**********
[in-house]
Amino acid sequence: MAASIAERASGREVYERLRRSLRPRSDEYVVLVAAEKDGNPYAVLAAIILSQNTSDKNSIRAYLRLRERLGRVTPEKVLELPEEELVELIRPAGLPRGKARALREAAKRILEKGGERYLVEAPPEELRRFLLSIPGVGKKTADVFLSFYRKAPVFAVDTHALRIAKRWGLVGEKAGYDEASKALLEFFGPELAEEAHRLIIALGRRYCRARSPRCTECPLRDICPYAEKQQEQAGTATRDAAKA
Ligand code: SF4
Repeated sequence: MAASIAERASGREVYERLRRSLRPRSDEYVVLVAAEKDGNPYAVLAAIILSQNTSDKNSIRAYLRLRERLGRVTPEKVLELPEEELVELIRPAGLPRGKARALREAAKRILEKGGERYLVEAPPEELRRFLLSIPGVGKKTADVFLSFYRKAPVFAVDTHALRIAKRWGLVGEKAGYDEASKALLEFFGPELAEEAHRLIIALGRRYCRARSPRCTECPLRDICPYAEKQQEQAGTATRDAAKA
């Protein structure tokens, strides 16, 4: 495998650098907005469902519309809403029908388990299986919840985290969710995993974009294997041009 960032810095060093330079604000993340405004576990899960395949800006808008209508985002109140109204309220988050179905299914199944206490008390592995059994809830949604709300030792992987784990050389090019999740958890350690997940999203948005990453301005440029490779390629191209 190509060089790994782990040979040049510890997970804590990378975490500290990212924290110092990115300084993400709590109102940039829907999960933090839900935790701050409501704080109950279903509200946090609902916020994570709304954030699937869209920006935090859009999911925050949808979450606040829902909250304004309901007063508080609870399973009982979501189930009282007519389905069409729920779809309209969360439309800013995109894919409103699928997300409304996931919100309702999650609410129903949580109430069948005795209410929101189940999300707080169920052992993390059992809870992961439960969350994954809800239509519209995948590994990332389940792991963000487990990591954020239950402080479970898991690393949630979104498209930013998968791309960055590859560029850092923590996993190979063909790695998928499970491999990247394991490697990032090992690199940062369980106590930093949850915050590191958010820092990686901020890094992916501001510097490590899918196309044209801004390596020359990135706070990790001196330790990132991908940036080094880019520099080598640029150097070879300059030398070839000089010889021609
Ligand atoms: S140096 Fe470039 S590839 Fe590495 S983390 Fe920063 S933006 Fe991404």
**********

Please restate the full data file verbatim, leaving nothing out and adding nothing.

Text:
[in-house]
Amino acid sequence: MAASIAERASGREVYERLRRSLRPRSDEYVVLVAAEKDGNPYAVLAAIILSQNTSDKNSIRAYLRLRERLGRVTPEKVLELPEEELVELIRPAGLPRGKARALREAAKRILEKGGERYLVEAPPEELRRFLLSIPGVGKKTADVFLSFYRKAPVFAVDTHALRIAKRWGLVGEKAGYDEASKALLEFFGPELAEEAHRLIIALGRRYCRARSPRCTECPLRDICPYAEKQQEQAGTATRDAAKA
Ligand code: SF4
Repeated sequence: MAASIAERASGREVYERLRRSLRPRSDEYVVLVAAEKDGNPYAVLAAIILSQNTSDKNSIRAYLRLRERLGRVTPEKVLELPEEELVELIRPAGLPRGKARALREAAKRILEKGGERYLVEAPPEELRRFLLSIPGVGKKTADVFLSFYRKAPVFAVDTHALRIAKRWGLVGEKAGYDEASKALLEFFGPELAEEAHRLIIALGRRYCRARSPRCTECPLRDICPYAEKQQEQAGTATRDAAKA
């Protein structure tokens, strides 16, 4: 495998650098907005469902519309809403029908388990299986919840985290969710995993974009294997041009 960032810095060093330079604000993340405004576990899960395949800006808008209508985002109140109204309220988050179905299914199944206490008390592995059994809830949604709300030792992987784990050389090019999740958890350690997940999203948005990453301005440029490779390629191209 190509060089790994782990040979040049510890997970804590990378975490500290990212924290110092990115300084993400709590109102940039829907999960933090839900935790701050409501704080109950279903509200946090609902916020994570709304954030699937869209920006935090859009999911925050949808979450606040829902909250304004309901007063508080609870399973009982979501189930009282007519389905069409729920779809309209969360439309800013995109894919409103699928997300409304996931919100309702999650609410129903949580109430069948005795209410929101189940999300707080169920052992993390059992809870992961439960969350994954809800239509519209995948590994990332389940792991963000487990990591954020239950402080479970898991690393949630979104498209930013998968791309960055590859560029850092923590996993190979063909790695998928499970491999990247394991490697990032090992690199940062369980106590930093949850915050590191958010820092990686901020890094992916501001510097490590899918196309044209801004390596020359990135706070990790001196330790990132991908940036080094880019520099080598640029150097070879300059030398070839000089010889021609
Ligand atoms: S140096 Fe470039 S590839 Fe590495 S983390 Fe920063 S933006 Fe991404």